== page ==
Crossing The Lines

Manti Te’o left Notre Dame two years ago as the school’s most impactful football player in a generation. It got a reminder why this week when Te’o returned to campus for something bigger than football.

Manti Te’o exited Notre Dame Stadium at dusk on Thursday, walking on Moose Krause Circle toward the Guglielmino Athletics Complex.

He was alone. He was home.

Te’o returned to campus this week to show respects for professor Robert Sedlack, who died Saturday night after a battle with ALS. It was Sedlack who captured Te’o’s imagination in the classroom while teaching graphic design, the former All-American’s major. Sedlack played the part of advisor too, talking Te’o through the merits of returning to Notre Dame for his final season.

You probably remember it.

Notre Dame went to the BCS National Championship Game and Te’o was a Heisman Trophy finalist.

“He was one of the main guys who influenced me to come back for my senior year after a long conversation,” Te’o said. “He affected me not only as a student, it’s the effect he had on me beyond the classroom.”

When Te’o learned of Sedlack’s death he asked out of OTA’s with the San Diego Chargers, where he continues to fight for his NFL place. Te’o missed a day of that off-season routine, flew back to South Bend on Wednesday night and attended the funeral the next morning.

He’ll return to the West Coast on Saturday after helping with the program’s symposium on life after football and attending the fantasy camp last night. Dressed in Under Armour Notre Dame gear – “I’m with Nike, don’t tell no one” – Te’o walked the sidelines for the first time since the spring game two years ago when he was still a national oddity after the Ronaiah Tuiasosopo hoax washed out his idyllic senior year.
 
How Notre Dame responded to the blitz of its poster boy still resonates with Te’o.

It probably always will.

“They always took me under their wing and always cared for me,” Te’o said. “Uncle Jack, I call him Uncle Jack Swarbrick, when he went up and defended me, that spoke volumes. That’s one of the answers to my prayers.

“The prayer that I had six years ago when I was trying to decide where I should go, I felt this was the place that I should be and I didn’t know why. That whole time was the answer, (God said,) ‘That’s why I sent you here. I didn’t send you here to win all these games, I sent you here to meet all these great people.’”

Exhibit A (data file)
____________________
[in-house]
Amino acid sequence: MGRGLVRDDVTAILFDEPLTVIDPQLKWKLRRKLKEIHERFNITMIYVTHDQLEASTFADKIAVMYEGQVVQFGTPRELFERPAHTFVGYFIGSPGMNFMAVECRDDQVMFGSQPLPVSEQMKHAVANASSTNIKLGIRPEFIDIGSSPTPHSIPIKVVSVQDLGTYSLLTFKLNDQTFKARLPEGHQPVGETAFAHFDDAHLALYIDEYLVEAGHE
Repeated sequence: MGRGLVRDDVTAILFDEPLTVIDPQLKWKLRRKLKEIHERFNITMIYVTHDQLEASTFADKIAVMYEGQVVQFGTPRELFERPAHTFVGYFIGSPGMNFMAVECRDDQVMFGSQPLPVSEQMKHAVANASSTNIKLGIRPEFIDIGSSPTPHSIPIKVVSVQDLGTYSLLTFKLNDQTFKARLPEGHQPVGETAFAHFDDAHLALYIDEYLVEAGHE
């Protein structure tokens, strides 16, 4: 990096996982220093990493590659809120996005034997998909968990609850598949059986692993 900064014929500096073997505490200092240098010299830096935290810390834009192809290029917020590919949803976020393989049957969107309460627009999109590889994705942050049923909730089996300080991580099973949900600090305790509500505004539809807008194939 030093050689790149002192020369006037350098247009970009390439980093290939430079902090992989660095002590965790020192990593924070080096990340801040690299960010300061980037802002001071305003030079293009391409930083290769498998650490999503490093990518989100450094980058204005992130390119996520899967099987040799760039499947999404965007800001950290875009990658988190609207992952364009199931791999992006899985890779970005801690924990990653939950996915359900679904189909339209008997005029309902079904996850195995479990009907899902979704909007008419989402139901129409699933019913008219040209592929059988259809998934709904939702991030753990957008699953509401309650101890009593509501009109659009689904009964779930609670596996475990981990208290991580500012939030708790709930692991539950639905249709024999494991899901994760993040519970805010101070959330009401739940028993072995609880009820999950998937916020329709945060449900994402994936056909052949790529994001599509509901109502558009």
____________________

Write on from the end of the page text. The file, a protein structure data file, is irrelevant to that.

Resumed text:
On Thursday night inside the stadium, that included fantasy campers and their kids, lining up for autographs. Between interviews and a punting competition with Matthias Farley, Te’o signed. Offensive line coach Harry Hiestand found Te’o to thank him for coming. Te’o told him he’d be sticking around for Notre Dame’s organized summer workouts on Friday.

As much as people wanted a piece of the old No. 5, Te’o still appreciates how many here saw him as more student than athlete.

Sedlack did, not that football never entered into their relationship.

His son Trey gave Te’o a football before his senior year after a pick six during a youth football game, captured on video by the professor. At that point Te’o hadn’t made an interception in his Irish career. Trey told him he needed to get started. Te’o finished with seven during that undefeated regular season.

“I’d always tell him it’s because of you and that ball you gave me,” Te’o said. “For me, (coming back) is something that’s expected. Family does that. I consider them my family. That’s something that I wanted to do and something that I had to do. It wasn’t a question for me to come here.”

Sedlack was survived by Trey, his daughter Emma and his wife Theresa. He played football in high school while growing up in Greencastle, Ind., where his father, Robert Sedlack Sr., taught English at DePauw University, shaping a different generation of students, including this journalist in an American Lit course 19 years ago.

Sedlack joined the Notre Dame faculty in 1998 and taught undergraduate and graduate graphic design courses that addressed racial discrimination, gun control, voter participation, xenophobia, immigrant rights and AIDS care.

His impact on Te’o alone affected Notre Dame’s football program in a timeless way, shaping a player of generational significance. Even at a University that can be relentlessly unique, Te’o will always be authentically original.

Sedlack helped design that.

“He didn’t treat me as No. 5. He treated me as Manti,” Te’o said. “I loved it and respect that about him. He was always that guy that always knew that I could do better. He always pushed me to be more than just a football player. He said that I was a pretty good designer too. I was like, ‘You must be crazy.’ He had faith in me.

“That’s what made this place so special.”


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